Diamonds, the saying goes, are a girl’s best friend and Jupiter and Saturn just might be filled to the brim with them, scientists say.
Chunks of diamonds may be floating in hydrogen and helium fluid deep in the atmospheres of Saturn and Jupiter. What’s more, at even lower depths, the extreme pressure and temperature can melt the precious gem, literally making it rain liquid diamond, researchers said.
“The new data available has confirmed that at depth, diamonds may be floating around inside of Saturn, some growing so large that they could perhaps be called ‘diamondbergs,'” officials from California Specialty Engineering in Pasadena, Calif., wrote in a statement announcing the discovery on October 9, 2013. Planetary scientists Mona Delitsky of CSE and Kevin Baines of the University of Wisconsin-Madison conducted the research.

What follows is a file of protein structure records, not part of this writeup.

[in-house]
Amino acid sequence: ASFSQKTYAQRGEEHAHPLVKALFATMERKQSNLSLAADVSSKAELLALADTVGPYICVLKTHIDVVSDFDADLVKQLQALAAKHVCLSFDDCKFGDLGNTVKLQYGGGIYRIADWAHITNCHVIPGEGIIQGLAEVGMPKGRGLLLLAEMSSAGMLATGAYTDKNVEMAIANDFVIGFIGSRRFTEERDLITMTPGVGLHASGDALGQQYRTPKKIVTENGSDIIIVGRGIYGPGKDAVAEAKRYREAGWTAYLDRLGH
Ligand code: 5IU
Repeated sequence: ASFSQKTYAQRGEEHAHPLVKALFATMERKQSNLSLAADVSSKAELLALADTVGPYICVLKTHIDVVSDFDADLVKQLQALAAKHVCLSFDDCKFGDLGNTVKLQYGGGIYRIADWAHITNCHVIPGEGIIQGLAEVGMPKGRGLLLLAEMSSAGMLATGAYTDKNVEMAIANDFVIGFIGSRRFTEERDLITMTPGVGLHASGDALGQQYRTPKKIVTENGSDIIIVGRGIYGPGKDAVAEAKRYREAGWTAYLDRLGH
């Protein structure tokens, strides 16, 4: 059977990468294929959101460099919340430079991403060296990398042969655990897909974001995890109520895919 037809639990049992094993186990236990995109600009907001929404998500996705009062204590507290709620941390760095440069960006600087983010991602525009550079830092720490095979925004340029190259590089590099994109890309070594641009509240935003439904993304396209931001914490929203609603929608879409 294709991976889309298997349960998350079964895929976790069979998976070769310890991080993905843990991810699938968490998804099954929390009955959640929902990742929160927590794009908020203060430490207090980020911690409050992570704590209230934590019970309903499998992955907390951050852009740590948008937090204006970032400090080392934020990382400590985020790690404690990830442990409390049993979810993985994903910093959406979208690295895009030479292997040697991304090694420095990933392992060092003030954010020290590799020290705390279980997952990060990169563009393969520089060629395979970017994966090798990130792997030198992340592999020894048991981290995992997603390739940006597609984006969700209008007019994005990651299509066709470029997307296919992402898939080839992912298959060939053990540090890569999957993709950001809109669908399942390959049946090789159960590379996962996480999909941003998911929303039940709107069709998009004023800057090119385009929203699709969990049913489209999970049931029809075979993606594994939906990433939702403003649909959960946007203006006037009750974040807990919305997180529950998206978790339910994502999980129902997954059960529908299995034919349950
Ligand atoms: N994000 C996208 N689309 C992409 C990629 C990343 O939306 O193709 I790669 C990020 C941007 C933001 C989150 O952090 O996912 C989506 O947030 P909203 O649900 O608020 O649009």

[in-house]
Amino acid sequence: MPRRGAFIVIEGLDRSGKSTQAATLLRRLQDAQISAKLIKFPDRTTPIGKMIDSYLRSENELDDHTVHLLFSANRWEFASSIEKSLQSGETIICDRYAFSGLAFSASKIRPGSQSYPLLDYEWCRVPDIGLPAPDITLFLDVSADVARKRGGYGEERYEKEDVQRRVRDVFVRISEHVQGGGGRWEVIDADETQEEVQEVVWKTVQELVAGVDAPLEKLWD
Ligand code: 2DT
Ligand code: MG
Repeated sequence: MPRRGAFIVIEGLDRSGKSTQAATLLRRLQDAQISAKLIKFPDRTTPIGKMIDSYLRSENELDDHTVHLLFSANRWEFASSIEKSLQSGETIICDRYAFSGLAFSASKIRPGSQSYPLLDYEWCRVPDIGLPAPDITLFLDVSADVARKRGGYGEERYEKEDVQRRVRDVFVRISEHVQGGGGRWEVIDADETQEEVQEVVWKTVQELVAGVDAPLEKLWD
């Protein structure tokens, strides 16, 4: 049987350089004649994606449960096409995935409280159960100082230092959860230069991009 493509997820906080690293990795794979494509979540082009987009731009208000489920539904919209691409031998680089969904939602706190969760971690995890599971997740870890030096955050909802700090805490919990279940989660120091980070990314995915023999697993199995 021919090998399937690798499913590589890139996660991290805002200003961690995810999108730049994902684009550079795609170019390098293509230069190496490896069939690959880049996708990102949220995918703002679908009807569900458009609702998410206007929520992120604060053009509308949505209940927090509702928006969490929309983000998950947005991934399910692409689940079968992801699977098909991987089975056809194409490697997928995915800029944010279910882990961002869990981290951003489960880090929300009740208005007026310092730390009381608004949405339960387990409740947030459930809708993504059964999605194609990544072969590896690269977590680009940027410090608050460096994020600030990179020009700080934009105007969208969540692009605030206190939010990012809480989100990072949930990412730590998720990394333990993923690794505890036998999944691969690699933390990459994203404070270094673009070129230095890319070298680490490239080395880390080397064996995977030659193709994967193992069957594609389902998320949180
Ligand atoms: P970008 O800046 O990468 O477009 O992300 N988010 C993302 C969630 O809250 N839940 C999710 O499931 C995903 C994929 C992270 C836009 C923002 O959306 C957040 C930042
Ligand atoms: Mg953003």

The biggest diamonds would likely be about a centimetre in diameter – “big enough to put on a ring, although of course they would be uncut,” says Dr Kevin Baines, of the University of Wisconsin-Madison and Nasa’s Jet Propulsion Laboratory.
He added they would be of a size that the late film actress Elizabeth Taylor would have been “proud to wear”.
“The bottom line is that 1,000 tonnes of diamonds a year are being created on Saturn.
“People ask me – how can you really tell? Because there’s no way you can go and observe it.
“It all boils down to the chemistry. And we think we’re pretty certain.”
SOURCE: BBC & News Agencies